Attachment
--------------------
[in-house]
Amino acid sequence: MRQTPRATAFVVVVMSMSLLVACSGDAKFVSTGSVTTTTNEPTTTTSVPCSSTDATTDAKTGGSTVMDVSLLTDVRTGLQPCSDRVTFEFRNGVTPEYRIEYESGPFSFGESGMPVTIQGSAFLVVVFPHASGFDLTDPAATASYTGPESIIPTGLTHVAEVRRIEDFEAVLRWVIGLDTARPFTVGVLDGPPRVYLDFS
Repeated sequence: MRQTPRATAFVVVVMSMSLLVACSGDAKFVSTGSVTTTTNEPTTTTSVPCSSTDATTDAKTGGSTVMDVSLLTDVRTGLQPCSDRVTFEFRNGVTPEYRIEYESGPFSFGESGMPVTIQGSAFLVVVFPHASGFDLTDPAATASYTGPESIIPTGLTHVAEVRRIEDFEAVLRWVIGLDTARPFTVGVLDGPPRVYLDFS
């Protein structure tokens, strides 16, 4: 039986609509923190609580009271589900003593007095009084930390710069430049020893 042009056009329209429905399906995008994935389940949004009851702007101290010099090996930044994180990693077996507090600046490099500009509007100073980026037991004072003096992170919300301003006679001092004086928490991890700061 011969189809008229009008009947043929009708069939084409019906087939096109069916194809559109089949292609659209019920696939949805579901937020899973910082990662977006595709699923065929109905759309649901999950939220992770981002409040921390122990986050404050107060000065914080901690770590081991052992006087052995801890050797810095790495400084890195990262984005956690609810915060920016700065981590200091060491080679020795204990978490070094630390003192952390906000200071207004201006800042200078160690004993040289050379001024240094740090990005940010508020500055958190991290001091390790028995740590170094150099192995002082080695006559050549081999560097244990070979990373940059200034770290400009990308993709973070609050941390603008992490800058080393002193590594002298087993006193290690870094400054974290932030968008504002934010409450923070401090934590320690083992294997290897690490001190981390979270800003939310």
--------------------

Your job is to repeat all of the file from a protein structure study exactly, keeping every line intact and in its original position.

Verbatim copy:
[in-house]
Amino acid sequence: MRQTPRATAFVVVVMSMSLLVACSGDAKFVSTGSVTTTTNEPTTTTSVPCSSTDATTDAKTGGSTVMDVSLLTDVRTGLQPCSDRVTFEFRNGVTPEYRIEYESGPFSFGESGMPVTIQGSAFLVVVFPHASGFDLTDPAATASYTGPESIIPTGLTHVAEVRRIEDFEAVLRWVIGLDTARPFTVGVLDGPPRVYLDFS
Repeated sequence: MRQTPRATAFVVVVMSMSLLVACSGDAKFVSTGSVTTTTNEPTTTTSVPCSSTDATTDAKTGGSTVMDVSLLTDVRTGLQPCSDRVTFEFRNGVTPEYRIEYESGPFSFGESGMPVTIQGSAFLVVVFPHASGFDLTDPAATASYTGPESIIPTGLTHVAEVRRIEDFEAVLRWVIGLDTARPFTVGVLDGPPRVYLDFS
């Protein structure tokens, strides 16, 4: 039986609509923190609580009271589900003593007095009084930390710069430049020893 042009056009329209429905399906995008994935389940949004009851702007101290010099090996930044994180990693077996507090600046490099500009509007100073980026037991004072003096992170919300301003006679001092004086928490991890700061 011969189809008229009008009947043929009708069939084409019906087939096109069916194809559109089949292609659209019920696939949805579901937020899973910082990662977006595709699923065929109905759309649901999950939220992770981002409040921390122990986050404050107060000065914080901690770590081991052992006087052995801890050797810095790495400084890195990262984005956690609810915060920016700065981590200091060491080679020795204990978490070094630390003192952390906000200071207004201006800042200078160690004993040289050379001024240094740090990005940010508020500055958190991290001091390790028995740590170094150099192995002082080695006559050549081999560097244990070979990373940059200034770290400009990308993709973070609050941390603008992490800058080393002193590594002298087993006193290690870094400054974290932030968008504002934010409450923070401090934590320690083992294997290897690490001190981390979270800003939310």